November 26, 2018

Hannah, Claudia, Sadie, and Jenny are teenage girls who have suffered tragedies and are working through them in the only way they known how. Whether it’s mental illness, fear and paranoia, or the loss of a friend or sister, they’re all struggling to make it through to the other side. Worst of all, each of these girls is ultimately alone on their arduous journey.


A Danger to Herself and Others starts off as a story of a conceited teenage girl who finds herself wrongly placed in a mental institution after being involved in a friend’s accident. Hannah is so mature, so sophisticated, and so intelligent. She certainly cannot belong in this crude and inhumane mental hospital under the watchful eye of countless orderlies and the condescending and unethical Dr. Lightfoot.

A Danger to Herself and Others immediately pulls you in and grips you tight as Hannah navigates her new surroundings and routine inside the institute while you slowly learn the truth of what happened to put here there in the first place. Hannah is eventually diagnosed with a mental illness and placed on medication. As her symptoms subside, she’s forced to reckon with her experiences of the past few months as well as what being mentally ill means for her future outside of the walls of the institution. If you’re looking for a novel that offers deep analysis of mental illness, this isn’t the book for you. Although it doesn’t really offer any profound ideas about mental illness, A Danger to Herself and Others is captivating and well written with a narrator who you can’t help but wish the best for as she starts a rocky new chapter in her life.


I’ve taken a while to write a review (and have still come up short) because I’m still not quite sure if Claudia’s memory loss as a coping mechanism for the death of her friend was just a super sneaky plot device and I was so enthralled with the search for Monday that I completely missed it or if it was a plot device that wasn’t forceful enough (lacking hints and adequate set up, etc) and that’s why I was so unprepared for the plot twist. Either way, Monday’s Not Coming is an absolutely gripping mystery that is told in a captivating sequence with raw and heartbreaking narration as Claudia struggles to figure out what happened to Monday but also to figure out how to carry on without her.

Monday’s Not Coming is told in a very interesting sequence as Claudia struggles to solve the mystery of her friend Monday’s whereabouts. In the chapters labeled The Before, Claudia’s narrative includes memories with her best friend; many of these memories are happy ones of them creating dance routines or giving manicures but for the most part, the memories focus on troubles the girls faced at school with boys and vicious rumors.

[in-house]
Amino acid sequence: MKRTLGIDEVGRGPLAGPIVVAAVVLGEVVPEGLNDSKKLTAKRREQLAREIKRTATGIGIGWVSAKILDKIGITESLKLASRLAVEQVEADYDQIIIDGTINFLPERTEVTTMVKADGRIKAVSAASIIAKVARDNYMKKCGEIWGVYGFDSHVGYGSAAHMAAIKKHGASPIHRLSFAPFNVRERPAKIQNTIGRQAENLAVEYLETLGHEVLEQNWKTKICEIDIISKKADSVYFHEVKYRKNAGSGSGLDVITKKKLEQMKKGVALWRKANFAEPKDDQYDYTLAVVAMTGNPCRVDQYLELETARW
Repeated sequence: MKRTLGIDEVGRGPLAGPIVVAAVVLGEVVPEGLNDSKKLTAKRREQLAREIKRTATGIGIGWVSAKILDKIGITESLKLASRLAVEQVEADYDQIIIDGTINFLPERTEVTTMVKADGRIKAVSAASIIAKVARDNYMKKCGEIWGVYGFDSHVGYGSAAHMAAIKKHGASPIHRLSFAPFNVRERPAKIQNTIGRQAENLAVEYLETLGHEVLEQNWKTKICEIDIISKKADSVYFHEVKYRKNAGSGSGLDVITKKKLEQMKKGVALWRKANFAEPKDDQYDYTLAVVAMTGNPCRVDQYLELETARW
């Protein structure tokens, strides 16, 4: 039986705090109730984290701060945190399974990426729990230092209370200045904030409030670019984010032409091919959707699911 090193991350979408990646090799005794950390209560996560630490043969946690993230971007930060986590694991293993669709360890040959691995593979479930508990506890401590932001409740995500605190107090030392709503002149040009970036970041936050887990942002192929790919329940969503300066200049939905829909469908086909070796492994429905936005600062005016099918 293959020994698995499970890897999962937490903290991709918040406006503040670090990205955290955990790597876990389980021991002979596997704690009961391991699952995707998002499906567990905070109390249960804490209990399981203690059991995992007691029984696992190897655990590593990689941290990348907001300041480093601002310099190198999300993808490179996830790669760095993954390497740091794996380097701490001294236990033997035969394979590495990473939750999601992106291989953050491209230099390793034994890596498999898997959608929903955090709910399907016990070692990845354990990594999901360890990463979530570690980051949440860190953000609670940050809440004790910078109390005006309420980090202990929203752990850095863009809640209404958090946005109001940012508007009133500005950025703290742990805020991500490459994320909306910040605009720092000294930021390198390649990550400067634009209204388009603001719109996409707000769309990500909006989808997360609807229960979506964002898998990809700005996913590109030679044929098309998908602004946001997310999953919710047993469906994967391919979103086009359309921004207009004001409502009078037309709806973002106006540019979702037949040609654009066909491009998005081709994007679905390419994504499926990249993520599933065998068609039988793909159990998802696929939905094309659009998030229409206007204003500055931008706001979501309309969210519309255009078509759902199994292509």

Books that are partly written in the form of a podcast are my new favorite thing (granted, I have only read two books that fit the bill, Sadie and Are You Sleeping by Kathleen Barber). If you’re not a fan of podcasts, the writing style may not be for you, but I love podcasts so, to have that format intertwined with normal narrative is refreshing. The podcast element allows you to see events unfold and watch pieces fall together through different perspectives but it is much different than books that simply alternate between multiple narrators.

Sadie has lived a rough life, to say the least, and now she’s on a mission to avenge her sister’s death. We venture through Colorado with Sadie in the present tense as she hunts the murderer. The chapters narrated by Sadie typically end abruptly, leaving you hanging and thirsty for more, as the book shifts to the podcast format. Then, we are taken on a separate adventure as journalist West McCray searches for Sadie in the past tense. The pace at which events unfold and secrets are uncovered is exceptional–nothing happens too late or too early–and that is largely because the writing is well balanced between the podcast by West McCray and Sadie’s own narration.


The best kind of book should do three things: entertain, provide an escape, and force you to share the emotions of its characters. Watch You Burn checks all of those boxes.

It’s clear from the beginning that the narrator, Jenny, has some pretty big secrets. But she’s not the only one with something to hide. Each character’s backstory is fully fleshed and complete with a sordid secret which makes them all viable suspects later on. It’s easy to completely lose yourself in paranoia that jumps off of the page.

The only area in which Watch You Burn falls short is the ending. It was abrupt and didn’t provide enough closure. I feel like there is more left to Jenny’s story and her struggle with pyromania. Perhaps this is just the set up for a sequel? If so, I would definitely read it.